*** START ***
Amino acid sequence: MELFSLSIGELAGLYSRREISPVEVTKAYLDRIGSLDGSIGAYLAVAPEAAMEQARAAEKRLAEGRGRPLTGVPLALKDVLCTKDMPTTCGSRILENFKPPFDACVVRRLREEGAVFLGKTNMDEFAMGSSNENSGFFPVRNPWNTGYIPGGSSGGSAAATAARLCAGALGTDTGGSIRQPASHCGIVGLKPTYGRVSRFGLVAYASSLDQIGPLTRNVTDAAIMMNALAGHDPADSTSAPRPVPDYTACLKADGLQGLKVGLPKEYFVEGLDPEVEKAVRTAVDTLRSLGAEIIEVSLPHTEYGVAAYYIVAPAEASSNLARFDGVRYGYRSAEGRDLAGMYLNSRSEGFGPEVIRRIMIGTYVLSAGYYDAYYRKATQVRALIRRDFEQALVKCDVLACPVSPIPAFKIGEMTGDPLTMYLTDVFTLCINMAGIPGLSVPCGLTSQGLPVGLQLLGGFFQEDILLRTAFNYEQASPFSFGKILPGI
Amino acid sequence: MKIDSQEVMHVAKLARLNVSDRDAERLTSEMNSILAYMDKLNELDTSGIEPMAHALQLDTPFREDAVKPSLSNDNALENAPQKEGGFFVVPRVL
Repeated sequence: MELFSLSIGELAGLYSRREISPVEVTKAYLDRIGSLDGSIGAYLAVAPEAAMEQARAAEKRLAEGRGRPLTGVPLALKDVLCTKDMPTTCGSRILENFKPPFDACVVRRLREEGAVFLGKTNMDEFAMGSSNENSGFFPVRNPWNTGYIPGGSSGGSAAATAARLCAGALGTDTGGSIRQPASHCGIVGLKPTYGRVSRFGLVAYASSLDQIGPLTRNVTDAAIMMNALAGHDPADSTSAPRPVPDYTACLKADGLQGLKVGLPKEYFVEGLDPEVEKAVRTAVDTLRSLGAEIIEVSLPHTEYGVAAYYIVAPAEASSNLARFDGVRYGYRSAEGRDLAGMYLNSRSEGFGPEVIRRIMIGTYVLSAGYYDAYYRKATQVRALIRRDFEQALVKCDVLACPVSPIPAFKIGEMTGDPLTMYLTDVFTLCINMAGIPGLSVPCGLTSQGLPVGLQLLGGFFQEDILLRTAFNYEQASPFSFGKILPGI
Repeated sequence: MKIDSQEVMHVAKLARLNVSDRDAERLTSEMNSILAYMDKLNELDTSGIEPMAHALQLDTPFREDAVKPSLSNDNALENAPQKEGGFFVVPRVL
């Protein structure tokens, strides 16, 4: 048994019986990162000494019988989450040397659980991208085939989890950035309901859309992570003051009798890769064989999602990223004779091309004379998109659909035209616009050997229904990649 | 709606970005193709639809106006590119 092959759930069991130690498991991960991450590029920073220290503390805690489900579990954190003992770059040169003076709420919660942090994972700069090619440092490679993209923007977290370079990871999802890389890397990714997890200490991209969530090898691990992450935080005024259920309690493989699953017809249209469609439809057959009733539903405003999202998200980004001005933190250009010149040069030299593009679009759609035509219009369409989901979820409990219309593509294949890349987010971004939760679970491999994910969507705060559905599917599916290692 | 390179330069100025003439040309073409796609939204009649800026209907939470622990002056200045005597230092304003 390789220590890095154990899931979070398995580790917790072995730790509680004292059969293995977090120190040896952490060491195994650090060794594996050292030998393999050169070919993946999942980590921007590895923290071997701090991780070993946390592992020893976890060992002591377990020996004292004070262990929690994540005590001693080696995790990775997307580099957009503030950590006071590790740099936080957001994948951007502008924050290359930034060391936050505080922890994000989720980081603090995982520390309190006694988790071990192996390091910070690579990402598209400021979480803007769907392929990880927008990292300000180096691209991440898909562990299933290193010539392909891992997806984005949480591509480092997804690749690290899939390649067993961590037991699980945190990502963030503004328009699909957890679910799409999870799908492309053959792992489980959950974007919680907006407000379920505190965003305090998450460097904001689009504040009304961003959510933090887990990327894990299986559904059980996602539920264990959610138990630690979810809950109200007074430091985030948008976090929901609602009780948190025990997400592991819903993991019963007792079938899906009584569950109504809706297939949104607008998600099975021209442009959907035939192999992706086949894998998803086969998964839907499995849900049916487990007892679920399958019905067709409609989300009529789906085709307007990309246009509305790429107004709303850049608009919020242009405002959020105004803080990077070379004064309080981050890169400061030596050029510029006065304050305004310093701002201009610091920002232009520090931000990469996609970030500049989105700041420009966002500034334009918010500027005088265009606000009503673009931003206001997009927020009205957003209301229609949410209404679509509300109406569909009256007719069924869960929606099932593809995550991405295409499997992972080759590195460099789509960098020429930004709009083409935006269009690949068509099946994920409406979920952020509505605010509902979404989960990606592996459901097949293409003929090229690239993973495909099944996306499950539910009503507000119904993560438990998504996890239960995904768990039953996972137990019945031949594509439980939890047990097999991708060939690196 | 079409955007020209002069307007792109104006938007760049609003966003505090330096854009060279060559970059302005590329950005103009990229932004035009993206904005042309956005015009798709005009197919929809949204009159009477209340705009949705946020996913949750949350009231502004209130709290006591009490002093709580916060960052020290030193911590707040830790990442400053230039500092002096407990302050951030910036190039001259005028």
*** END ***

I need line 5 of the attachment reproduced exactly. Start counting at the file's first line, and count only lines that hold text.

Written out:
């Protein structure tokens, strides 16, 4: 048994019986990162000494019988989450040397659980991208085939989890950035309901859309992570003051009798890769064989999602990223004779091309004379998109659909035209616009050997229904990649 | 709606970005193709639809106006590119 092959759930069991130690498991991960991450590029920073220290503390805690489900579990954190003992770059040169003076709420919660942090994972700069090619440092490679993209923007977290370079990871999802890389890397990714997890200490991209969530090898691990992450935080005024259920309690493989699953017809249209469609439809057959009733539903405003999202998200980004001005933190250009010149040069030299593009679009759609035509219009369409989901979820409990219309593509294949890349987010971004939760679970491999994910969507705060559905599917599916290692 | 390179330069100025003439040309073409796609939204009649800026209907939470622990002056200045005597230092304003 390789220590890095154990899931979070398995580790917790072995730790509680004292059969293995977090120190040896952490060491195994650090060794594996050292030998393999050169070919993946999942980590921007590895923290071997701090991780070993946390592992020893976890060992002591377990020996004292004070262990929690994540005590001693080696995790990775997307580099957009503030950590006071590790740099936080957001994948951007502008924050290359930034060391936050505080922890994000989720980081603090995982520390309190006694988790071990192996390091910070690579990402598209400021979480803007769907392929990880927008990292300000180096691209991440898909562990299933290193010539392909891992997806984005949480591509480092997804690749690290899939390649067993961590037991699980945190990502963030503004328009699909957890679910799409999870799908492309053959792992489980959950974007919680907006407000379920505190965003305090998450460097904001689009504040009304961003959510933090887990990327894990299986559904059980996602539920264990959610138990630690979810809950109200007074430091985030948008976090929901609602009780948190025990997400592991819903993991019963007792079938899906009584569950109504809706297939949104607008998600099975021209442009959907035939192999992706086949894998998803086969998964839907499995849900049916487990007892679920399958019905067709409609989300009529789906085709307007990309246009509305790429107004709303850049608009919020242009405002959020105004803080990077070379004064309080981050890169400061030596050029510029006065304050305004310093701002201009610091920002232009520090931000990469996609970030500049989105700041420009966002500034334009918010500027005088265009606000009503673009931003206001997009927020009205957003209301229609949410209404679509509300109406569909009256007719069924869960929606099932593809995550991405295409499997992972080759590195460099789509960098020429930004709009083409935006269009690949068509099946994920409406979920952020509505605010509902979404989960990606592996459901097949293409003929090229690239993973495909099944996306499950539910009503507000119904993560438990998504996890239960995904768990039953996972137990019945031949594509439980939890047990097999991708060939690196 | 079409955007020209002069307007792109104006938007760049609003966003505090330096854009060279060559970059302005590329950005103009990229932004035009993206904005042309956005015009798709005009197919929809949204009159009477209340705009949705946020996913949750949350009231502004209130709290006591009490002093709580916060960052020290030193911590707040830790990442400053230039500092002096407990302050951030910036190039001259005028």